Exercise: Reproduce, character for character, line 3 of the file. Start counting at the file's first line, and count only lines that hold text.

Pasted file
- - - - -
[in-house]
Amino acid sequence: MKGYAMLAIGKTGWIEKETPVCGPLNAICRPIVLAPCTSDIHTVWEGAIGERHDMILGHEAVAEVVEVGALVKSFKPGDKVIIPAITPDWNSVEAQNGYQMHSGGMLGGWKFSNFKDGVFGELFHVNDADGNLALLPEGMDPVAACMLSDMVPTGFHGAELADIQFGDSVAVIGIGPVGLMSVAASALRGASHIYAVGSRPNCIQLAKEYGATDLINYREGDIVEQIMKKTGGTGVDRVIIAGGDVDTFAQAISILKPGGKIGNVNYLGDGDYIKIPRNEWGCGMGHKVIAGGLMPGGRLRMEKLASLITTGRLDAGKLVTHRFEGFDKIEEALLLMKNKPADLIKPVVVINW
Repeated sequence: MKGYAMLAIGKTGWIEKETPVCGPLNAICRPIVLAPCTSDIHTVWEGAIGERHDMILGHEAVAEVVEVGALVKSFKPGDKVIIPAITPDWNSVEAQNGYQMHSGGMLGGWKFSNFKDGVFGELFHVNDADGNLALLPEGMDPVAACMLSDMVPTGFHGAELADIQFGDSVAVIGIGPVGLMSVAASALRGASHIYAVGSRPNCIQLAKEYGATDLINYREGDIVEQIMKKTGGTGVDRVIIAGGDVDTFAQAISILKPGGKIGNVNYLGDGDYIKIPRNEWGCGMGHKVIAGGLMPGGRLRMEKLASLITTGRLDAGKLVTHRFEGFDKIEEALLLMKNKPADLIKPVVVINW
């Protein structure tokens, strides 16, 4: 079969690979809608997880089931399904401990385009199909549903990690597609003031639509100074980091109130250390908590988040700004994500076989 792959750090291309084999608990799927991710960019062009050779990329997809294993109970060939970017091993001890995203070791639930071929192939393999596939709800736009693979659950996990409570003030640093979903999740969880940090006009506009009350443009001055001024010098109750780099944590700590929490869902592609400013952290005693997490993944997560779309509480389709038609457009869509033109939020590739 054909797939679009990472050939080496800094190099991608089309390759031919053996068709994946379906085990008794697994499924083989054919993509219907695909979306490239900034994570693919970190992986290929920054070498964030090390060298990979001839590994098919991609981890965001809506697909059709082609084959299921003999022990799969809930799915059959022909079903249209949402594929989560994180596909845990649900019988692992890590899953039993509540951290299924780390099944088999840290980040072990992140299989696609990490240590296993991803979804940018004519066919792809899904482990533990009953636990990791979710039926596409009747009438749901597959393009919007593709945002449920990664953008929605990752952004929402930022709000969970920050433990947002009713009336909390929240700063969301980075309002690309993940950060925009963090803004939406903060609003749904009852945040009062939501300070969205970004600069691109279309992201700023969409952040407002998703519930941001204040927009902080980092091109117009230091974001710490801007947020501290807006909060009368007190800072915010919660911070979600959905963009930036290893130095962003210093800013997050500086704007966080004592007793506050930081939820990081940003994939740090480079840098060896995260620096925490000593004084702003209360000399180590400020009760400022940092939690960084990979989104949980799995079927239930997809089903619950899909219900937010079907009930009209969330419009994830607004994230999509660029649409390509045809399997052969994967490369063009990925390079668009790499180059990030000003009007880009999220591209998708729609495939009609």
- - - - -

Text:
Repeated sequence: MKGYAMLAIGKTGWIEKETPVCGPLNAICRPIVLAPCTSDIHTVWEGAIGERHDMILGHEAVAEVVEVGALVKSFKPGDKVIIPAITPDWNSVEAQNGYQMHSGGMLGGWKFSNFKDGVFGELFHVNDADGNLALLPEGMDPVAACMLSDMVPTGFHGAELADIQFGDSVAVIGIGPVGLMSVAASALRGASHIYAVGSRPNCIQLAKEYGATDLINYREGDIVEQIMKKTGGTGVDRVIIAGGDVDTFAQAISILKPGGKIGNVNYLGDGDYIKIPRNEWGCGMGHKVIAGGLMPGGRLRMEKLASLITTGRLDAGKLVTHRFEGFDKIEEALLLMKNKPADLIKPVVVINW